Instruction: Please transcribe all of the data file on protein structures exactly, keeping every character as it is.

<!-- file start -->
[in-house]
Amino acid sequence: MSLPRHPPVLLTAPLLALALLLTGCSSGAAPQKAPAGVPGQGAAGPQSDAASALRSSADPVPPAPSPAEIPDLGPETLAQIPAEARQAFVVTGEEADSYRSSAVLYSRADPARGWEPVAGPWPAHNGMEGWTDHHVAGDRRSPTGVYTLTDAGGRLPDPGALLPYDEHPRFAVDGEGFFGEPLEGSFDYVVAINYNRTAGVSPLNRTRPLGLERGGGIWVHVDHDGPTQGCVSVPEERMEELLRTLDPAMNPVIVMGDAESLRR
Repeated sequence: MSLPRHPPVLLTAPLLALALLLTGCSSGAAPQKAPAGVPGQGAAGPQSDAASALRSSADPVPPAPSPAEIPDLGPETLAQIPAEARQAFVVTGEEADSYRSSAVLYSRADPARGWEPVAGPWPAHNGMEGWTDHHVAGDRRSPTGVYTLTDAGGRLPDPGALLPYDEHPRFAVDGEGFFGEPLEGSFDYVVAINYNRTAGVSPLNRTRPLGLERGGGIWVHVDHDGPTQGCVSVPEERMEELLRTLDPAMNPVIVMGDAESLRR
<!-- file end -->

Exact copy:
[in-house]
Amino acid sequence: MSLPRHPPVLLTAPLLALALLLTGCSSGAAPQKAPAGVPGQGAAGPQSDAASALRSSADPVPPAPSPAEIPDLGPETLAQIPAEARQAFVVTGEEADSYRSSAVLYSRADPARGWEPVAGPWPAHNGMEGWTDHHVAGDRRSPTGVYTLTDAGGRLPDPGALLPYDEHPRFAVDGEGFFGEPLEGSFDYVVAINYNRTAGVSPLNRTRPLGLERGGGIWVHVDHDGPTQGCVSVPEERMEELLRTLDPAMNPVIVMGDAESLRR
Repeated sequence: MSLPRHPPVLLTAPLLALALLLTGCSSGAAPQKAPAGVPGQGAAGPQSDAASALRSSADPVPPAPSPAEIPDLGPETLAQIPAEARQAFVVTGEEADSYRSSAVLYSRADPARGWEPVAGPWPAHNGMEGWTDHHVAGDRRSPTGVYTLTDAGGRLPDPGALLPYDEHPRFAVDGEGFFGEPLEGSFDYVVAINYNRTAGVSPLNRTRPLGLERGGGIWVHVDHDGPTQGCVSVPEERMEELLRTLDPAMNPVIVMGDAESLRR